I took a class with Noam Chomsky my freshman spring semester at MIT (2003). The class was Poverty, Injustice, and Social Change, and the Iraq War had just started. It was a graduate class with about 150 students, and I got special permission to take it as an undergrad. I was a political science major and knew that Professor Chomsky only taught a polisci (not linguistics) class about once every decade, so I had to jump on the opportunity.
I'm really glad I did. The class was truly incredible. Chomsky co-taught the class with two other professors, one from MIT and one from Harvard. The class was once per week, for three hours, in the evening. Each week was a different topic related to political change/activism/etc. The other two professors would lecture for an hour or so, and then Chomsky would come in, carrying a large cardboard box. In the box were stacks of newspapers from the week that Chomsky had read. He would put up the news clips on the projector and it was possible to see how he had taken notes on every article with so much detail that there was probably more writing in his notes than in the articles themselves. He would spend about two hours talking about a topic and occasionally taking questions, and then leave again with his cardboard box.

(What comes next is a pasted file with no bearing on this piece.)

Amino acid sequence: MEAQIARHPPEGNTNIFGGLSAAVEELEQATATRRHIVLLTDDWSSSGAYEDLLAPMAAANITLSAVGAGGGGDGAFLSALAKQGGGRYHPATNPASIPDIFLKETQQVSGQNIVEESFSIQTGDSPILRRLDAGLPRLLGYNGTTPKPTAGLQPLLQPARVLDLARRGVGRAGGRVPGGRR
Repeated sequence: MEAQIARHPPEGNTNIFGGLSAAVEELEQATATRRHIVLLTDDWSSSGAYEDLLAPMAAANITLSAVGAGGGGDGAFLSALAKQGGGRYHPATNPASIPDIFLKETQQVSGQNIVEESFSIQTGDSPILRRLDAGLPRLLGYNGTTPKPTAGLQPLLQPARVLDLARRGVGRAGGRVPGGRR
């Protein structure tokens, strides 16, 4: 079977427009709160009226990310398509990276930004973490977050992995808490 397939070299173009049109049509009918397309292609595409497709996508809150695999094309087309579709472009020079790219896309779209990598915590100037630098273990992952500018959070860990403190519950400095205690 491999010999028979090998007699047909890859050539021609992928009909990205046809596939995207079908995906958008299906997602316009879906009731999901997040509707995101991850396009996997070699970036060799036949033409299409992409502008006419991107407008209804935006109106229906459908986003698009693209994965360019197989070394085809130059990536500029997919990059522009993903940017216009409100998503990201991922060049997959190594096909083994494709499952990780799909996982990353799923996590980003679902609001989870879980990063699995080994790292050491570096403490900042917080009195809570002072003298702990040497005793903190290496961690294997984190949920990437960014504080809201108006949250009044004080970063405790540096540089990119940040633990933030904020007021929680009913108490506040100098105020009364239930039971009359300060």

The class mainly consisted of lecture and large-group discussion. We had a paper at the end of the term that counted for the majority of the grade. Otherwise it was mostly an opportunity to hear Chomsky speak, every week for hours.
Data Scientist in San Francisco
Data Science Lead at Good Eggs2014-present
Studied at Massachusetts Institute of Technology
Lives in San Francisco, CA
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